Thesis

Attitudes towards End-of-Life Issues in Chronic Vegetative State among Community-Dwelling Elderly Chinese Immigrants

Discussing Death or dying is a taboo in many Asian cultures, including Chinese culture. Older Asian Americans were reported less likely to use hospice care than older White Americans. Chinese is the largest sub-ethnic group among all the Asian Americans, and they are profoundly influenced by their collectivistic culture and prefer the family decision-making model. While in the context of U.S. healthcare, patients' autonomy in decision-making is advocated. Studies among other ethnicities in the U.S. indicated that personal experience with illness, functional status, level of acculturation, and some demographic factors were associated with the attitudes towards life-sustaining treatment at end-of-life (EOL). This study explored the relationships of functional status and acculturation level with attitudes towards EOL in chronic vegetative state among community-dwelling elderly Chinese immigrants in the States.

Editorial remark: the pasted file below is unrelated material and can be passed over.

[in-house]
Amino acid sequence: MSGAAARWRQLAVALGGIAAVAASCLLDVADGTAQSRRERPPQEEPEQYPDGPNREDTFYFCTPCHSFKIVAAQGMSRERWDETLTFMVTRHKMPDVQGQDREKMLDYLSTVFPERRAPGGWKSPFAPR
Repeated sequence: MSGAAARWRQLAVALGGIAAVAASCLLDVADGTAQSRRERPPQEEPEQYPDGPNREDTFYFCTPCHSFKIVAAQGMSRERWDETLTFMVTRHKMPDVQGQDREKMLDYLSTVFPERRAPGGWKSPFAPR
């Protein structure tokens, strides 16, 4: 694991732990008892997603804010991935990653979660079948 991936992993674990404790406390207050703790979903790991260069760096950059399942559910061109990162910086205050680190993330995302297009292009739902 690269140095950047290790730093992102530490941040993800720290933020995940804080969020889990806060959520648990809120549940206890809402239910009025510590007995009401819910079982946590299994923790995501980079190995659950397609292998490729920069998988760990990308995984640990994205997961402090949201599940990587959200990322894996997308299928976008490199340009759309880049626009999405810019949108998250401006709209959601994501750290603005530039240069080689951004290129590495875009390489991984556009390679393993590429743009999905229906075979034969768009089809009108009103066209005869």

Discussing Death or dying is a taboo in many Asian cultures, including Chinese culture. Older Asian Americans were reported less likely to use hospice care than older White Americans. Chinese is the largest sub-ethnic group among all the Asian Americans, and they are profoundly influenced by their collectivistic culture and prefer the family decision-making model. While in the context of U.S. healthcare, patients' autonomy in decision-making is advocated. Studies among other ethnicities in the U.S. indicated that personal experience with illness, functional status, level of acculturation, and some demographic factors were associated with the attitudes towards life-sustaining treatment at end-of-life (EOL). This study explored the relationships of functional status and acculturation level with attitudes towards EOL in chronic vegetative state among community-dwelling elderly Chinese immigrants in the States.

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